On occasion I come across articles about the New York Federal Reserve’s involvement in money printing or as they call it: quantitative easing. It appears they don’t know what the longterm effect is: they are just winging it. It has created a bubble that is going to burst, that has enriched the 1% at the expense of Main St. I think you could say the same thing about the artistic culture of New York.  If Schnabel pere et fils , Walter Robinson and now Jennifer Guidi are what we must bow down  to as the culture of choice by New York’s collectors then there is no bounce nor an intensification of nihilism, just an untidy, murky pool of schlock. Is this a bubble ready to burst?  Or maybe just a backup of primordial sludge that will give rise to a new art?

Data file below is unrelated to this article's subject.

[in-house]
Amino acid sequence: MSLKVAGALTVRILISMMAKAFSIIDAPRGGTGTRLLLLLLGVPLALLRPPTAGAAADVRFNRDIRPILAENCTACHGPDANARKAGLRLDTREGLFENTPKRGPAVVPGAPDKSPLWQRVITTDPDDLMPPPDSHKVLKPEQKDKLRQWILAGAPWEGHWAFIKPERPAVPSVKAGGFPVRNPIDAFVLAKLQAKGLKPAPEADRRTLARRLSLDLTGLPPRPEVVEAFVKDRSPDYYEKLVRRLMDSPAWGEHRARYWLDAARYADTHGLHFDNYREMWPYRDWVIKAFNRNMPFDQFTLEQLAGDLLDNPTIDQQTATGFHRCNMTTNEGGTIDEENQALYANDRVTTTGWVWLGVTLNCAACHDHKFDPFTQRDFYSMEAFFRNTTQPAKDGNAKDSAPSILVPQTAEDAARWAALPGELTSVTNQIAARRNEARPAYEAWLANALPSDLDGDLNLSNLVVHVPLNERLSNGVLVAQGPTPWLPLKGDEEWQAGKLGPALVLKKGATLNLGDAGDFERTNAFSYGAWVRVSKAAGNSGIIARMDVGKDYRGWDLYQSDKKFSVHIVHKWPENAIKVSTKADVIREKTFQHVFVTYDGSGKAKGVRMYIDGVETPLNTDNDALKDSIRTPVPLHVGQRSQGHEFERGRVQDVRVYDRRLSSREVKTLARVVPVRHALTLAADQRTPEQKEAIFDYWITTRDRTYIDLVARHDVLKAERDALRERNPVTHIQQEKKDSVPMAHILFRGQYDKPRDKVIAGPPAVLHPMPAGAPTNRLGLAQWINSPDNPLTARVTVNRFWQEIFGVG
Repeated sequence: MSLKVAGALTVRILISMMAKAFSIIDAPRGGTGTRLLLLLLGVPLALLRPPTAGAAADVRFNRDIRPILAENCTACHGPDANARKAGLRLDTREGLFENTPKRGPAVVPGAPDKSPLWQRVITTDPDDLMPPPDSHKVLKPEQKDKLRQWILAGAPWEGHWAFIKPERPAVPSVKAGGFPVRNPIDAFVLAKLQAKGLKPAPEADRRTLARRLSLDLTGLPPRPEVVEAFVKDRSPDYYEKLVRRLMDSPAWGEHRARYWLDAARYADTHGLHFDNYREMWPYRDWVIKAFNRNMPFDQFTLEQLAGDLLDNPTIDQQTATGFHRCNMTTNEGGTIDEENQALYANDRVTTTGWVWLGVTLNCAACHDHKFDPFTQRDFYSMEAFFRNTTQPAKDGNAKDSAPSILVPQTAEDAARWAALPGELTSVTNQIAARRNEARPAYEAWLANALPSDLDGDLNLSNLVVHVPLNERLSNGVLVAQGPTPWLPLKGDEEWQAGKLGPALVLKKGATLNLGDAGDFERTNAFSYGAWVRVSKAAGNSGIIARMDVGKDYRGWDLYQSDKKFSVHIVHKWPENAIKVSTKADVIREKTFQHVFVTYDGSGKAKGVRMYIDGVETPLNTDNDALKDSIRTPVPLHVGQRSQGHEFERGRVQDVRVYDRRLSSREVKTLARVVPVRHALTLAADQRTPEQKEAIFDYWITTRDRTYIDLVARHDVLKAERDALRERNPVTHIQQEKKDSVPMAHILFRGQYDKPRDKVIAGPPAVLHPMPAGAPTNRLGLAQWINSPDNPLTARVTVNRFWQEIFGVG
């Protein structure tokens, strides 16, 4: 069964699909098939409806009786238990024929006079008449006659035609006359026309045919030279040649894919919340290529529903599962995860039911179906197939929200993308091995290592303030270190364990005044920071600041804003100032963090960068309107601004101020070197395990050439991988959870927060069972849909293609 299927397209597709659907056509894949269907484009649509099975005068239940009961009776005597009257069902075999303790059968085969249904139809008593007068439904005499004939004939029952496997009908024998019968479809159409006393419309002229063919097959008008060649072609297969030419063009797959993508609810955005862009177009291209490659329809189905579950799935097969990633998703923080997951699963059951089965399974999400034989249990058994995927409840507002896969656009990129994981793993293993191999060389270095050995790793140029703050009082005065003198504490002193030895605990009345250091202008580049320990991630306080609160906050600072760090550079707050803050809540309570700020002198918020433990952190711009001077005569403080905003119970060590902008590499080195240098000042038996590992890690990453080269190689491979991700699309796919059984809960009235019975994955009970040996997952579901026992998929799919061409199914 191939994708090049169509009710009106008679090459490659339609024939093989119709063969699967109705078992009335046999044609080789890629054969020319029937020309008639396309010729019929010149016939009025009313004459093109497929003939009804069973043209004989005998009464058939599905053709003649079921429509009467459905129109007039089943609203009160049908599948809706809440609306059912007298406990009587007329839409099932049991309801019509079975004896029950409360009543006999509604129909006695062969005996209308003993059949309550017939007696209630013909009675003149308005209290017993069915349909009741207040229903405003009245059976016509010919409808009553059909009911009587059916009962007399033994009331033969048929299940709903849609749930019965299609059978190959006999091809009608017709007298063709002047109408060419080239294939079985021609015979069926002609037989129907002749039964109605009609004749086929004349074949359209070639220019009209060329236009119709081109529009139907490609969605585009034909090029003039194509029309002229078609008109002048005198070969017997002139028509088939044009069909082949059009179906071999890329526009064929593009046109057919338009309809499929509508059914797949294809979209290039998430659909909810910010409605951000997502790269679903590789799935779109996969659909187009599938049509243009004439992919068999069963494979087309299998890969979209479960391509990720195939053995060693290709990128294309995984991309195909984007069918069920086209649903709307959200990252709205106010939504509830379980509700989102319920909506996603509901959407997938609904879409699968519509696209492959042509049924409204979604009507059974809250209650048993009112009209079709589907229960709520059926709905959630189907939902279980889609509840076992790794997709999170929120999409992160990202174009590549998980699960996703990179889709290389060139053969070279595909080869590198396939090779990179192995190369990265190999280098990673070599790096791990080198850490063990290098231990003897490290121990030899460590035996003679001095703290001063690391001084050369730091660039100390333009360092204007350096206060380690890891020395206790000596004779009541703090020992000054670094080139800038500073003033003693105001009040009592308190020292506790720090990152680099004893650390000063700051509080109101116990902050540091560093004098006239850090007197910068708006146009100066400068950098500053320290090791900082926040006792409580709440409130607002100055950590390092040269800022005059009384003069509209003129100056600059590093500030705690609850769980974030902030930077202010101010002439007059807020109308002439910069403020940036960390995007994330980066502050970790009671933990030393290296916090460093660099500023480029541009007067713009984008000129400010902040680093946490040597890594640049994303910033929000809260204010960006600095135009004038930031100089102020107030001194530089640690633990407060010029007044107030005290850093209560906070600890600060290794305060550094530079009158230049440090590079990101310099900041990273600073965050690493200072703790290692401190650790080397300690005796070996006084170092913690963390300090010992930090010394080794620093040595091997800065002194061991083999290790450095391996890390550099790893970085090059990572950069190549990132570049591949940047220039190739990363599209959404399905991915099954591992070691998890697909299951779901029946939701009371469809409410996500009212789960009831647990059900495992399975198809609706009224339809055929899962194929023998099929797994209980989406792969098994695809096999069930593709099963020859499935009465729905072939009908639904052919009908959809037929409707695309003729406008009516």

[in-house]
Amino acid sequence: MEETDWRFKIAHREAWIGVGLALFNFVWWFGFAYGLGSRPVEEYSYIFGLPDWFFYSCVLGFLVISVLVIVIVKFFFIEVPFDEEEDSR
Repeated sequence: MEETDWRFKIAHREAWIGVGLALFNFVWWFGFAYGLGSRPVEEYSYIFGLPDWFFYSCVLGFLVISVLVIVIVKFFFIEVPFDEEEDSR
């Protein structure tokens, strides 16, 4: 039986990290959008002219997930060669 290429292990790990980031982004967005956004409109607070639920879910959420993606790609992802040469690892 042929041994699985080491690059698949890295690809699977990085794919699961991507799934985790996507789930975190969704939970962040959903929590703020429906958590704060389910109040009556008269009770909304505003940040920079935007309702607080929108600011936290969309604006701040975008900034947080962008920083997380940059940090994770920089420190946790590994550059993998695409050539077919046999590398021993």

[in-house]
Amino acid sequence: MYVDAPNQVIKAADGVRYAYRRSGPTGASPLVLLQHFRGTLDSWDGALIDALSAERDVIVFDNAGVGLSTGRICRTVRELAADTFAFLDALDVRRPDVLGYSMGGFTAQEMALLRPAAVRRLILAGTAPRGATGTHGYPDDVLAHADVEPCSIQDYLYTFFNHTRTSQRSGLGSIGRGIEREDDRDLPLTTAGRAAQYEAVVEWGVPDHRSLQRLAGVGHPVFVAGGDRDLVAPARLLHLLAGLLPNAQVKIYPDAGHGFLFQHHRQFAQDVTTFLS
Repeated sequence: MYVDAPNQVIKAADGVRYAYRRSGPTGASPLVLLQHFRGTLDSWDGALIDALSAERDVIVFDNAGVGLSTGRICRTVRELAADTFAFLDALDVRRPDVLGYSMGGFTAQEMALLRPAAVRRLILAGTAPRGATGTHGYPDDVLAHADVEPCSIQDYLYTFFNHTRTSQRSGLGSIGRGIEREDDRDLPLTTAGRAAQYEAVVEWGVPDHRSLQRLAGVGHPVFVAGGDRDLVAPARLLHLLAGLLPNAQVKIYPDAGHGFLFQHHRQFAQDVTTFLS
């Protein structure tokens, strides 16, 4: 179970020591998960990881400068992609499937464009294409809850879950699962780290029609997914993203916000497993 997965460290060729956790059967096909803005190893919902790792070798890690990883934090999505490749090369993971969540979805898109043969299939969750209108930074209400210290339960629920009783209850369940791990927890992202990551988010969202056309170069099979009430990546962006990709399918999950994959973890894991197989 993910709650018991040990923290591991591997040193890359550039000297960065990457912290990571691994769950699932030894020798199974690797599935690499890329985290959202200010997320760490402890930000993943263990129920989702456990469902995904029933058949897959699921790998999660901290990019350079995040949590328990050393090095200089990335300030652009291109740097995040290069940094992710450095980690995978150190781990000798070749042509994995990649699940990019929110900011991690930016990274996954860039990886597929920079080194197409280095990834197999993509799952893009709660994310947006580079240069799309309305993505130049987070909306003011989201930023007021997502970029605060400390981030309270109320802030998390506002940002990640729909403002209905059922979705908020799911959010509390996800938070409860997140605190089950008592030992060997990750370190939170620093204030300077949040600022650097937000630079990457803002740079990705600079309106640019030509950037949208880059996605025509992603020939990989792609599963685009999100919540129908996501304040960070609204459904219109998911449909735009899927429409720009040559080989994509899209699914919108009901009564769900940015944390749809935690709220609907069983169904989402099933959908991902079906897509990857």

19 comments:

  1. Love the range of thinking and the intelligence of the effort. Still worry about writing that sounds fundamentally cranky and bent on rejection. What do you love?
    Also I think Zombie Formalism has always been interesting as an idea/reference but problematic in its ability to find pertinent exemplars. For example, Grotjahn is actually incredibly attentive to the hand made, the work of the hand and the painstaking building of surfaces. Also Zombie Formalism tends to get dumped by the more general readers into an area too close to where I live which is intelligent/playful formalism that knowingly references its past.

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  2. I understand your point. My problem is having read too much critical theory which tries to put everything in a political context. Personally,I am trying to jump out of that political enframement even as I apply it to others like Grotjahn.

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  3. Hello Martin,

    Another interesting blogpost!